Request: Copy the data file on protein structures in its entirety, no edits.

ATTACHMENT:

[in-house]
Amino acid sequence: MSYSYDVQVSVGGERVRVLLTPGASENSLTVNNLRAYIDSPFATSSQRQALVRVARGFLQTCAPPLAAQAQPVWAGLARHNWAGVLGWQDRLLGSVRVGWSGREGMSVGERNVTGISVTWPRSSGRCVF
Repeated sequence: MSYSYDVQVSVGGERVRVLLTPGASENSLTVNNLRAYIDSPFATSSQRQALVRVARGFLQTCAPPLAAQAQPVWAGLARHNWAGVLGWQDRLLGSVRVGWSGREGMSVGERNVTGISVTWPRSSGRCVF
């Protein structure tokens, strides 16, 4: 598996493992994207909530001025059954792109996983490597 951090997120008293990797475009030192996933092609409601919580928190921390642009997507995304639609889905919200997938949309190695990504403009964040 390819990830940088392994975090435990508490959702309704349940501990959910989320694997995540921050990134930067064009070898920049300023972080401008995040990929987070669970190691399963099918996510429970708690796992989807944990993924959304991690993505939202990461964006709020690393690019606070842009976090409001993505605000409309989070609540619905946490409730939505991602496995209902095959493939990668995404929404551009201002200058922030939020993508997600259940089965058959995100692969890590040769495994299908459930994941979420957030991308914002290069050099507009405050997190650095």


[in-house]
Amino acid sequence: MSYSYDVQVSVGGERVRVLLTPGASENSLTVNNLRAYIDSPFATSSQRQALVRVARGFLQTCAPPLAAQAQPVWAGLARHNWAGVLGWQDRLLGSVRVGWSGREGMSVGERNVTGISVTWPRSSGRCVF
Repeated sequence: MSYSYDVQVSVGGERVRVLLTPGASENSLTVNNLRAYIDSPFATSSQRQALVRVARGFLQTCAPPLAAQAQPVWAGLARHNWAGVLGWQDRLLGSVRVGWSGREGMSVGERNVTGISVTWPRSSGRCVF
């Protein structure tokens, strides 16, 4: 598996493992994207909530001025059954792109996983490597 951090997120008293990797475009030192996933092609409601919580928190921390642009997507995304639609889905919200997938949309190695990504403009964040 390819990830940088392994975090435990508490959702309704349940501990959910989320694997995540921050990134930067064009070898920049300023972080401008995040990929987070669970190691399963099918996510429970708690796992989807944990993924959304991690993505939202990461964006709020690393690019606070842009976090409001993505605000409309989070609540619905946490409730939505991602496995209902095959493939990668995404929404551009201002200058922030939020993508997600259940089965058959995100692969890590040769495994299908459930994941979420957030991308914002290069050099507009405050997190650095």